Of the myriad offensive improvements already spilling off the Winthrop men’s basketball stat sheet, one has nothing to do with the Eagles’ newly increased speed of play, or the varied cache of scoring weapons added to the roster during the offseason. Joab Jerome’s early season shooting success has to do with one thing only: repetition.
Jerome has hit 8 of 11 3-pointers through four games this season. Entering his senior season, the Georgia native had made just 11 triples in three years, with a career-high last season of seven. Jerome knocked down 4 of 5 from 3-point range in Tuesday’s win over East Tennessee State, and was 7 of 8 from the field overall in his best shooting performance yet.
“He’s shooting it with confidence, and that confidence comes from those thousands of shots behind the scenes over the last seven, eight months,” said Pat Kelsey, coach at Winthrop.
Thursday after practice, Jerome was surprised to hear how well he’s been shooting.
“Shewww,” he whispered.
Asked to describe his jump shot, Jerome grinned, and groaned slightly.
“It’s not normal looking,” he said with a laugh. “I don’t have that much lift, I’m not really the most athletic. But I’ve worked on that too because I’ve heard over the years that my shot’s been flat. I’m just trying to shoot up and get as much air on it as possible, and it’s been falling, so I’m just gonna keep it up.”
No one really taught him how to shoot, which shows. So hard work has been required to turn Jerome into an efficient shooter. Kelsey used a line from his mentor, late Wake Forest coach Skip Prosser, to describe Jerome. Anyone who knows Kelsey realizes a “Prosserism” is his highest form of compliment.
“Joey Jerome is the prototypical 6 to 3 guy. We don’t practice at 3 o’clock, but most teams do. (Prosser) said there’s 3 to 6 guys, and 6 to 3 guys. There’s the ones that show up to practice and work hard, but then they’re done. Joey is a craftsman, he works on his trade. His improved shooting numbers are a tribute to thousands and thousands of shots that he put in over the summer.”
Last season, Jerome was Winthrop’s best offensive option, but even his skill set, like the team’s as a whole, was limited. One of the best players in the league at driving to the rim, opponents knew to back off of the versatile 6-foot-5 forward. His shot just wasn’t consistent enough to be considered a threat. Making shots this season turns Jerome into an entirely more difficult proposition.
“Now it keeps the defense honest,” said Jerome, who leads the Eagles in scoring at 14.8 per game. “Now if the defense sags I can shoot it with confidence and know that it’s gonna go in. I always have the ability to drive.”
Everyone in the Winthrop program knew that the team’s unquestioned senior leader needed to improve that one aspect. No one knew it better than Jerome, who is called “Joey” by everyone in the program. To see the fruits of his efforts pay off has been a boon to the Eagles during their positive 3-1 start to the season.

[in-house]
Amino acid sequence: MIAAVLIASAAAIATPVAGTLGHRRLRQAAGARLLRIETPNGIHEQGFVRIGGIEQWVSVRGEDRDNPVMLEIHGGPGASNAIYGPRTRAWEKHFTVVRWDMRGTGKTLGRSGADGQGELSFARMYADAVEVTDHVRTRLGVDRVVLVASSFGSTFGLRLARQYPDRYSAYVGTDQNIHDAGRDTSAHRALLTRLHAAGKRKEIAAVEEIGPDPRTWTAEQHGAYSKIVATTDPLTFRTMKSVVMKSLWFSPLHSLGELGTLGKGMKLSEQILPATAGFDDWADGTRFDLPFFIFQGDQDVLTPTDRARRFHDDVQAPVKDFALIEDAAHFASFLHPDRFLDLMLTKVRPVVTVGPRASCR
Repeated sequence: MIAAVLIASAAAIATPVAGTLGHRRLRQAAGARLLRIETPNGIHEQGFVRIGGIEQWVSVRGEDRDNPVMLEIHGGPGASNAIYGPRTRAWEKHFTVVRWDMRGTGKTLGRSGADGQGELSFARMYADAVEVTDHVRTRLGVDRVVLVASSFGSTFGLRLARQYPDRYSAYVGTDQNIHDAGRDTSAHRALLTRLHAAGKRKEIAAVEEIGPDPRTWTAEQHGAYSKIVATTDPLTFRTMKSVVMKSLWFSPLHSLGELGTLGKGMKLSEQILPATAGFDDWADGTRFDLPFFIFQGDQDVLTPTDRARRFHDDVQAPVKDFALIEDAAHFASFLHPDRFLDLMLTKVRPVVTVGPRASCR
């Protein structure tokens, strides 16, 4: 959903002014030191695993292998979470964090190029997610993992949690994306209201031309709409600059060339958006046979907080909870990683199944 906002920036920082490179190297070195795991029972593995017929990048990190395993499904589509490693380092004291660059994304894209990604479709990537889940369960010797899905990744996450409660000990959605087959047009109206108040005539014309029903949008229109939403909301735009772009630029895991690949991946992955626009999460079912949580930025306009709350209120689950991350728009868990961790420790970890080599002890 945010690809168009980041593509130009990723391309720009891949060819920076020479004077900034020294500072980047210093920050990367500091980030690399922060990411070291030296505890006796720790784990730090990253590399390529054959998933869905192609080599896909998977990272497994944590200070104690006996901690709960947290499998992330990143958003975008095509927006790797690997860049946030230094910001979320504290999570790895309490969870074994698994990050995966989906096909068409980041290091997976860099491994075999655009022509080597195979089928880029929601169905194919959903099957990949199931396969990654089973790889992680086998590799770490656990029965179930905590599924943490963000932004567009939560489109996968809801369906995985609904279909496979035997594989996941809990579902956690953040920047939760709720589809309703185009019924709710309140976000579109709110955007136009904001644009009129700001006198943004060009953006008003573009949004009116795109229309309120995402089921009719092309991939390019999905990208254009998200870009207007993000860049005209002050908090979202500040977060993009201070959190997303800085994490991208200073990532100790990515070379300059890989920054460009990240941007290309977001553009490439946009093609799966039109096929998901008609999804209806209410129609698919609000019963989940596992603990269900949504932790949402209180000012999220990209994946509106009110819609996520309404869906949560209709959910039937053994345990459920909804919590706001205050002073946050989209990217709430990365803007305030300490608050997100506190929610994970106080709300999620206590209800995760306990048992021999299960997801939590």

“It’s just a tribute to who he is as a player, and his work ethic,” said Kelsey. “I love coaching guys like Joey Jerome.”
Winthrop’s coach went on to explain that on his coaching staff’s scouting reports there are “red dot guys” and “green dot guys.” Double red dot guys are drivers and slashers that are insatiable in getting to the rim. Double green dot guys are shooters from range that wouldn’t drive even if a defender was standing behind them. Kelsey thinks Jerome’s improvement will earn him red and green dots from opposing teams this year, designations generally reserved for the opposing team’s most dangerous offensive players.
“He’s not as much of a one-trick pony,” Kelsey said. “It makes him more of a problem.”
Jerome’s improvement shooting from range is indicative of a team-wide uptick in shooting efficacy. The Eagles are averaging 80.5 points per contest, almost a 20-point per game improvement on last season, and are 18th in the country in 3-point shooting percentage (44 percent), according to KenPom.com. That’s an evident jump from last season’s 31 percent, and while the sample-size is small, there is reason to believe the Eagles will continue to shoot in the upper 30’s.
Kelsey has a constant reminder of the effect of repetition on shooting performance. His brother-in-law and best friend, Paul Cluxton, holds the NCAA Division II record for free-throw shooting percentage in a season. Cluxton set the record at Northern Kentucky in 1997, hitting all 94 of his foul shot attempts that season. 100 percent. It’s a record that will never be topped.
“There’s no secret sauce to becoming a good shooter,” said Kelsey. “It’s reps.”
Jerome internalized that message this past offseason. Whether it was individual player development sessions at the West Center, which are limited by NCAA regulations, or on his own with cousins in Marietta, Ga., Jerome was getting up shots. Lots of shots.
“It’s kind of the same thing I did last year,” Jerome said. “It’s just more of a confidence. When you see the ball go in, you just want to shoot some more.”
Outside at the park, at his alma mater Wheeler High School, or at the Marietta branch of L.A. Gym, Jerome and his cousins, who chased rebounds for him, were sweating through a deep South summer. Kelsey said that because Jerome is viewed as a leader in the locker room, his efforts have been contagious.
“Our team takes on that personality, because our leader is that way,” he said.
Bret McCormick • 803-329-4032; Twitter: @BretJust1T